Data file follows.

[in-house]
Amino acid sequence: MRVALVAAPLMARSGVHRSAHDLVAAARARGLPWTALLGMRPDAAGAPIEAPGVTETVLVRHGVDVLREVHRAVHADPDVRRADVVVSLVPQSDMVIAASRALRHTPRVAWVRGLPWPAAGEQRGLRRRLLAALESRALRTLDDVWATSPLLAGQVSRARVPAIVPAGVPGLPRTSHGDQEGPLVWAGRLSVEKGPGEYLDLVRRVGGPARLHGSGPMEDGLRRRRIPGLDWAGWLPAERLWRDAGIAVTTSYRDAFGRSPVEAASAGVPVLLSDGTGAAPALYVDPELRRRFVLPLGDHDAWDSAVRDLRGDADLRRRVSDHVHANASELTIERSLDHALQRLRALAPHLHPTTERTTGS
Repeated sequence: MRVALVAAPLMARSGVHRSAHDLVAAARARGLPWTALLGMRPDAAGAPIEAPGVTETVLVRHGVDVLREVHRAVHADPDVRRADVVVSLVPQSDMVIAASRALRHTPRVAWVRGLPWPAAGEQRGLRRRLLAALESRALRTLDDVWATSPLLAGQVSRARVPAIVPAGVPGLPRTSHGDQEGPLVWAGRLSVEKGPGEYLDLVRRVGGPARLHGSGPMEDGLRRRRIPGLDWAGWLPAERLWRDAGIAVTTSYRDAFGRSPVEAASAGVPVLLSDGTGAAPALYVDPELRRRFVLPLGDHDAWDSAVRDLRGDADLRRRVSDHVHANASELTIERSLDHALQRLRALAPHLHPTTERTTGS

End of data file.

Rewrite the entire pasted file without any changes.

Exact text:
[in-house]
Amino acid sequence: MRVALVAAPLMARSGVHRSAHDLVAAARARGLPWTALLGMRPDAAGAPIEAPGVTETVLVRHGVDVLREVHRAVHADPDVRRADVVVSLVPQSDMVIAASRALRHTPRVAWVRGLPWPAAGEQRGLRRRLLAALESRALRTLDDVWATSPLLAGQVSRARVPAIVPAGVPGLPRTSHGDQEGPLVWAGRLSVEKGPGEYLDLVRRVGGPARLHGSGPMEDGLRRRRIPGLDWAGWLPAERLWRDAGIAVTTSYRDAFGRSPVEAASAGVPVLLSDGTGAAPALYVDPELRRRFVLPLGDHDAWDSAVRDLRGDADLRRRVSDHVHANASELTIERSLDHALQRLRALAPHLHPTTERTTGS
Repeated sequence: MRVALVAAPLMARSGVHRSAHDLVAAARARGLPWTALLGMRPDAAGAPIEAPGVTETVLVRHGVDVLREVHRAVHADPDVRRADVVVSLVPQSDMVIAASRALRHTPRVAWVRGLPWPAAGEQRGLRRRLLAALESRALRTLDDVWATSPLLAGQVSRARVPAIVPAGVPGLPRTSHGDQEGPLVWAGRLSVEKGPGEYLDLVRRVGGPARLHGSGPMEDGLRRRRIPGLDWAGWLPAERLWRDAGIAVTTSYRDAFGRSPVEAASAGVPVLLSDGTGAAPALYVDPELRRRFVLPLGDHDAWDSAVRDLRGDADLRRRVSDHVHANASELTIERSLDHALQRLRALAPHLHPTTERTTGS